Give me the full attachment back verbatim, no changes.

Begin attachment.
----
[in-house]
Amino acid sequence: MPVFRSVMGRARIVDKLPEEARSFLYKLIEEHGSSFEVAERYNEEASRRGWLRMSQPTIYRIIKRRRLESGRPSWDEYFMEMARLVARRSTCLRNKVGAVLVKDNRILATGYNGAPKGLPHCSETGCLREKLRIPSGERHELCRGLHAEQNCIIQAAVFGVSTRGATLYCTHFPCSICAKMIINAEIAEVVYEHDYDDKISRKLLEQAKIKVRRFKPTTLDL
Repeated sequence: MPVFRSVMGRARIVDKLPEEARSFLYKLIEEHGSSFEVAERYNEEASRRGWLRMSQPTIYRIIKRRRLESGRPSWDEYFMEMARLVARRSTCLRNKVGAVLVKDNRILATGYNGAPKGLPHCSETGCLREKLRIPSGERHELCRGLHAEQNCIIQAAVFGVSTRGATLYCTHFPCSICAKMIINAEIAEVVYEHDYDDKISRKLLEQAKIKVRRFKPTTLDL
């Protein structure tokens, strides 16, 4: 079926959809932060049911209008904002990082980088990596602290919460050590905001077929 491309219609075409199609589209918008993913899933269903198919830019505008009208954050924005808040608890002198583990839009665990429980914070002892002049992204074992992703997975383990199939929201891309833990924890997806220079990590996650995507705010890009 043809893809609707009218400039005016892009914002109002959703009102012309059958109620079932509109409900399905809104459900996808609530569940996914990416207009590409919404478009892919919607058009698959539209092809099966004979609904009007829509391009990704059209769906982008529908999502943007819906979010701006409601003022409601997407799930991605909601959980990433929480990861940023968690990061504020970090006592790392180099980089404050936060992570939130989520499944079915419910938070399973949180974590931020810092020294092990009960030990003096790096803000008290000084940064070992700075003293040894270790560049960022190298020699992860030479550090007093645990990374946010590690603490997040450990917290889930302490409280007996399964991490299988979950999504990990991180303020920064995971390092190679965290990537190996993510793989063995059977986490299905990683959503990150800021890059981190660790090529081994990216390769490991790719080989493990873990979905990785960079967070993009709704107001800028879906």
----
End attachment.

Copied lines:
[in-house]
Amino acid sequence: MPVFRSVMGRARIVDKLPEEARSFLYKLIEEHGSSFEVAERYNEEASRRGWLRMSQPTIYRIIKRRRLESGRPSWDEYFMEMARLVARRSTCLRNKVGAVLVKDNRILATGYNGAPKGLPHCSETGCLREKLRIPSGERHELCRGLHAEQNCIIQAAVFGVSTRGATLYCTHFPCSICAKMIINAEIAEVVYEHDYDDKISRKLLEQAKIKVRRFKPTTLDL
Repeated sequence: MPVFRSVMGRARIVDKLPEEARSFLYKLIEEHGSSFEVAERYNEEASRRGWLRMSQPTIYRIIKRRRLESGRPSWDEYFMEMARLVARRSTCLRNKVGAVLVKDNRILATGYNGAPKGLPHCSETGCLREKLRIPSGERHELCRGLHAEQNCIIQAAVFGVSTRGATLYCTHFPCSICAKMIINAEIAEVVYEHDYDDKISRKLLEQAKIKVRRFKPTTLDL
């Protein structure tokens, strides 16, 4: 079926959809932060049911209008904002990082980088990596602290919460050590905001077929 491309219609075409199609589209918008993913899933269903198919830019505008009208954050924005808040608890002198583990839009665990429980914070002892002049992204074992992703997975383990199939929201891309833990924890997806220079990590996650995507705010890009 043809893809609707009218400039005016892009914002109002959703009102012309059958109620079932509109409900399905809104459900996808609530569940996914990416207009590409919404478009892919919607058009698959539209092809099966004979609904009007829509391009990704059209769906982008529908999502943007819906979010701006409601003022409601997407799930991605909601959980990433929480990861940023968690990061504020970090006592790392180099980089404050936060992570939130989520499944079915419910938070399973949180974590931020810092020294092990009960030990003096790096803000008290000084940064070992700075003293040894270790560049960022190298020699992860030479550090007093645990990374946010590690603490997040450990917290889930302490409280007996399964991490299988979950999504990990991180303020920064995971390092190679965290990537190996993510793989063995059977986490299905990683959503990150800021890059981190660790090529081994990216390769490991790719080989493990873990979905990785960079967070993009709704107001800028879906």